Germany’s top administrative court has ruled that it is legal for cities to ban diesel cars. The government opposes the bans, but is under pressure from the EU to do more to combat air pollution.
Germany’s Federal Administrative Court in Leipzig ruled on Tuesday that cities may be permitted to put driving bans in place for diesel vehicles.
The ruling does not determine whether the bans will be implemented, but rather that German states, cities and communities have the right to impose them to maintain air pollution limits without needing federal legislation.
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Environmental Action Germany (DUH), the environmental and consumer watchdog organization that first brought the case, praised the court’s decision, calling it a “great day for clean air in Germany.”
Tuesday’s decision concerned two earlier court rulings in Stuttgart and Dusseldorf, the capital cities of the German states of Baden-Württemberg and North Rhine-Westphalia, where air pollution massively exceeds allowable levels. DUH initially sued both cities, saying they hadn’t done enough to combat emissions.
The court in Stuttgart said driving bans were the “most effective” means to improve air quality and safeguard health in urban areas, while the Dusseldorf court found the bans had to be “seriously examined.”
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Berlin: Bans are ‘avoidable’
The German government is hoping to avoid the driving bans, saying that it would be possible to reduce air pollution in urban zones without banning older diesel cars.
“The court has not issued any driving bans but created clarity about the law. Driving bans can be avoided, and my goal is and will remain that they do not come into force,” German Environment Minister Barbara Hendricks said following the court’s decision.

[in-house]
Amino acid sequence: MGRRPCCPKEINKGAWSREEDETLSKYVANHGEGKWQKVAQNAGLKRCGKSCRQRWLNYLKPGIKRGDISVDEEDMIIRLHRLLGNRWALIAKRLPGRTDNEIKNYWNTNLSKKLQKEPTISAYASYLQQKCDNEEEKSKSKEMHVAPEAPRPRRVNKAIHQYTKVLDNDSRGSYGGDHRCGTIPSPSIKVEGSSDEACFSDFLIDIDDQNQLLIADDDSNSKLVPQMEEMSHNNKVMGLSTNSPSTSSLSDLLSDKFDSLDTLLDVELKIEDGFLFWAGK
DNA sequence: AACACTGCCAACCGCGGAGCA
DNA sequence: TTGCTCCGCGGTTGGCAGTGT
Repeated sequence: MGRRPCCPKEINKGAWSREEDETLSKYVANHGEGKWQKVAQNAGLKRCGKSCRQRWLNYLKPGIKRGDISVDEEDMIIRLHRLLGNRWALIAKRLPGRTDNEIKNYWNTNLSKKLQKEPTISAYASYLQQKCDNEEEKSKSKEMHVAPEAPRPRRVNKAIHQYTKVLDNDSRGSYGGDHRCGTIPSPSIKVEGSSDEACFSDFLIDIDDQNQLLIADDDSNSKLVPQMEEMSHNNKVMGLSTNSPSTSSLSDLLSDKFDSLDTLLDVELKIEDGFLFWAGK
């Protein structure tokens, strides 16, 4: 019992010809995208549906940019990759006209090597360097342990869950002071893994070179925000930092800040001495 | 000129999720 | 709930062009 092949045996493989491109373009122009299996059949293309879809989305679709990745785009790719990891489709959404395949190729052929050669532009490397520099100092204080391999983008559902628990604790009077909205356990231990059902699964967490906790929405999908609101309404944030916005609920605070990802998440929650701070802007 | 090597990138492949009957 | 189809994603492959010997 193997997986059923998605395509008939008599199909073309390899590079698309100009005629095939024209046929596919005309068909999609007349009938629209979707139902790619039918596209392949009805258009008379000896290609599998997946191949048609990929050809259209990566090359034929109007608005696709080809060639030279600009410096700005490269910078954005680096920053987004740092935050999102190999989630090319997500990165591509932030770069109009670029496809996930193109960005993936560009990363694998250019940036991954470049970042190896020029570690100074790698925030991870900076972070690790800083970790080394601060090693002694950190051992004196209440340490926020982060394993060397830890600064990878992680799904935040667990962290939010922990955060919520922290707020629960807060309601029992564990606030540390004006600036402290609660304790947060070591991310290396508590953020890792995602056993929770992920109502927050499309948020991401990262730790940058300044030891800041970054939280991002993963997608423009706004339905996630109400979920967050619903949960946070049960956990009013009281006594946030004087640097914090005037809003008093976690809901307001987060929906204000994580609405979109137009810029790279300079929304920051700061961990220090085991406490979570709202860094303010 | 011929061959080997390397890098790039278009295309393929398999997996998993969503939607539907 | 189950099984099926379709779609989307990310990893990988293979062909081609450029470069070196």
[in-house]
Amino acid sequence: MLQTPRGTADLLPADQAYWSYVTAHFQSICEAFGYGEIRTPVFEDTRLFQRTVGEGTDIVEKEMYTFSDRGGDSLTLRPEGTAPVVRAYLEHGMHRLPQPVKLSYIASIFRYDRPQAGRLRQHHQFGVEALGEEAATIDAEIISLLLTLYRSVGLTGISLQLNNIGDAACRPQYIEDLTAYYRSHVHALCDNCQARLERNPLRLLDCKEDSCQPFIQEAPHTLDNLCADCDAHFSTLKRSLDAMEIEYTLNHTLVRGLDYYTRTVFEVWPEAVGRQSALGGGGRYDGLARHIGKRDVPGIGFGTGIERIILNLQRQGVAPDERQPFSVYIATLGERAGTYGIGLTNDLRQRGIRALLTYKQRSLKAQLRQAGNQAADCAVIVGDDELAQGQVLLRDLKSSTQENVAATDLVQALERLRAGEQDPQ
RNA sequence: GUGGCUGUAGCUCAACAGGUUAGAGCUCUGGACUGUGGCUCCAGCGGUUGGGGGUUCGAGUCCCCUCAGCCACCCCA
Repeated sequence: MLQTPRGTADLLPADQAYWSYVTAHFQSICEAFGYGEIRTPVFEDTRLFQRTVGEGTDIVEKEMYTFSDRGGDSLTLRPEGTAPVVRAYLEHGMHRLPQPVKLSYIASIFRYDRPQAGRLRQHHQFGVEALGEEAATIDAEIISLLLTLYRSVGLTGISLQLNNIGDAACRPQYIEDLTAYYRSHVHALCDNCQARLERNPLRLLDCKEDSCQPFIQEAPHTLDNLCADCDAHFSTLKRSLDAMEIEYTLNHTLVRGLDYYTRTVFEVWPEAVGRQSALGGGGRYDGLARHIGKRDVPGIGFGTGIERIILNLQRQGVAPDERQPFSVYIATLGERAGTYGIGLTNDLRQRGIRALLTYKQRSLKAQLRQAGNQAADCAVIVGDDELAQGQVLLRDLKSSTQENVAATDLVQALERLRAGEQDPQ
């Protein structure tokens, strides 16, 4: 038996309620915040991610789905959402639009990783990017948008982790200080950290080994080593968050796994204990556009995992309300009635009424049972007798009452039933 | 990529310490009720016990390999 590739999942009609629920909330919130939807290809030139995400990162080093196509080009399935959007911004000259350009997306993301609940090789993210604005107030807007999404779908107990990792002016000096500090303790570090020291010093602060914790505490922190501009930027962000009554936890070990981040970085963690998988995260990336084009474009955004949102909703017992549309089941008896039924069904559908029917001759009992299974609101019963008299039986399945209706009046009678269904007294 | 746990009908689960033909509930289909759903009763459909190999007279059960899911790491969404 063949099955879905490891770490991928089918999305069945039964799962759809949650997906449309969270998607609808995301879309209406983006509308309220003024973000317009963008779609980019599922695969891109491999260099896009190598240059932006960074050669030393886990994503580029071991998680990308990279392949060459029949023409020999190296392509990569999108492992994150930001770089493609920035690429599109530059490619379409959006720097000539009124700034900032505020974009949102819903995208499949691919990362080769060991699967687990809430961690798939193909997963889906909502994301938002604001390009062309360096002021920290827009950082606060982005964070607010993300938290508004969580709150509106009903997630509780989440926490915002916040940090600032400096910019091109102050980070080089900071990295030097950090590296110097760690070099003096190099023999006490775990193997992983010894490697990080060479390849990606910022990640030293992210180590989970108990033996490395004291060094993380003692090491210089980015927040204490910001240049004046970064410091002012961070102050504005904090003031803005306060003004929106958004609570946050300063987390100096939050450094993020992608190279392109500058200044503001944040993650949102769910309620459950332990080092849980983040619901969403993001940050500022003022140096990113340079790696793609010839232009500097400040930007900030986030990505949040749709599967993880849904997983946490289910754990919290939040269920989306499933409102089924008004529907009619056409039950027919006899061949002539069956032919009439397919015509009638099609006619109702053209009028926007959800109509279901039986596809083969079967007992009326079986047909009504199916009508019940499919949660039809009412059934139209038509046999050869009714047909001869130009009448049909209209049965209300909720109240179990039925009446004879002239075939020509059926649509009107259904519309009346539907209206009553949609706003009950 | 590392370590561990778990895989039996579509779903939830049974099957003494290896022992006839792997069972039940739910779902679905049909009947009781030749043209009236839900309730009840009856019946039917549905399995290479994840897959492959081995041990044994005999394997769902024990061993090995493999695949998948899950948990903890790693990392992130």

Chancellor Angela Merkel noted that the bans, should cities choose to carry them out, wouldn’t affect all drivers in Germany, but said the government would discuss with urban regions and municipalities on how to proceed.
“This concerns individual cities where more needs to be done, but it’s not really about the entire area of Germany and all car owners,” Merkel said.
German drivers anxious over bans
Besides the German government, the country’s influential car industry also opposes diesel driving bans.
Millions of German drivers and businesses have also been anxiously awaiting the court’s decision, with many concerned about their disrupted driving routes and a possible devaluation of their vehicles.
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Still, facing possible legal action from the European Union over the Germany’s air quality, the German government is preparing alternatives. The Transport Ministry could update traffic regulations to include an option for cities to impose diesel bans on certain routes later this year.